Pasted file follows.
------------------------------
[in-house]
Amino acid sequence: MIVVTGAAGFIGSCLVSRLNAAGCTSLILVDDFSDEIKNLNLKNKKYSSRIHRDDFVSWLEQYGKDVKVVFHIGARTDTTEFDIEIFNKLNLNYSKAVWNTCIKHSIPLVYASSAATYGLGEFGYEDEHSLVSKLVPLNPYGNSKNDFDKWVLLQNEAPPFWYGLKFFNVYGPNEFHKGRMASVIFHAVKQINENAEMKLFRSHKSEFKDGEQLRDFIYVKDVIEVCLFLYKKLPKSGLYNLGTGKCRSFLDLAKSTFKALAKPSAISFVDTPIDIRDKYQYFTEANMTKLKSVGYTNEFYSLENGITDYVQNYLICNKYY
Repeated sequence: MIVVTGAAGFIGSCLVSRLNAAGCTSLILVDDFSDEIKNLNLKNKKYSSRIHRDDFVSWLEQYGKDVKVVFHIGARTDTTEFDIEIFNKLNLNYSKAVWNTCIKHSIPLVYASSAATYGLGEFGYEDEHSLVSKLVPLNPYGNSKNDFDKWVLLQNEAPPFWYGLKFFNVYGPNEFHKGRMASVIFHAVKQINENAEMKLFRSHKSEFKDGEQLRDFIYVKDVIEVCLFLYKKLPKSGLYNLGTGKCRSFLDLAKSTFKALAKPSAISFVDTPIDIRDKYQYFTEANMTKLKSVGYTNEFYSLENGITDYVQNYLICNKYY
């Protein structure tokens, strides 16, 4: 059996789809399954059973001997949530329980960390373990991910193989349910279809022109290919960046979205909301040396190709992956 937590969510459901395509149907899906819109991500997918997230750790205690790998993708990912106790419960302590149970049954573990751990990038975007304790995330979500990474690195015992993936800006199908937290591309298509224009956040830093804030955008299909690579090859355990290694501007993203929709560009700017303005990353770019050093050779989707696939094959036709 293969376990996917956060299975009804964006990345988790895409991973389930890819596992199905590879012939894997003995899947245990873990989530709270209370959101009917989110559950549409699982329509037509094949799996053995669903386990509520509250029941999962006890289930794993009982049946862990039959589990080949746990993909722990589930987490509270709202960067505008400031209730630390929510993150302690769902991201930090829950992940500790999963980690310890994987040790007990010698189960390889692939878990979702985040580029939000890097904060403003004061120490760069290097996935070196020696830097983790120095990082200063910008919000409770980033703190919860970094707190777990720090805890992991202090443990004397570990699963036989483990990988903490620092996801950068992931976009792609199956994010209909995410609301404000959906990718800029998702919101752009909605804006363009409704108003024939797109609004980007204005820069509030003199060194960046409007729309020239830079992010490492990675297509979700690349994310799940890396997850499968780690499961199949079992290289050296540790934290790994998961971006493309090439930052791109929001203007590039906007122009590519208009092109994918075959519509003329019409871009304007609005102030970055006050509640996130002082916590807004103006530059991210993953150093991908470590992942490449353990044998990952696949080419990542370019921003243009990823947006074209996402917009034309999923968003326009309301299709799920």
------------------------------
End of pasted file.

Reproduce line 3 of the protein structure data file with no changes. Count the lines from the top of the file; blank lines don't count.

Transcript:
Repeated sequence: MIVVTGAAGFIGSCLVSRLNAAGCTSLILVDDFSDEIKNLNLKNKKYSSRIHRDDFVSWLEQYGKDVKVVFHIGARTDTTEFDIEIFNKLNLNYSKAVWNTCIKHSIPLVYASSAATYGLGEFGYEDEHSLVSKLVPLNPYGNSKNDFDKWVLLQNEAPPFWYGLKFFNVYGPNEFHKGRMASVIFHAVKQINENAEMKLFRSHKSEFKDGEQLRDFIYVKDVIEVCLFLYKKLPKSGLYNLGTGKCRSFLDLAKSTFKALAKPSAISFVDTPIDIRDKYQYFTEANMTKLKSVGYTNEFYSLENGITDYVQNYLICNKYY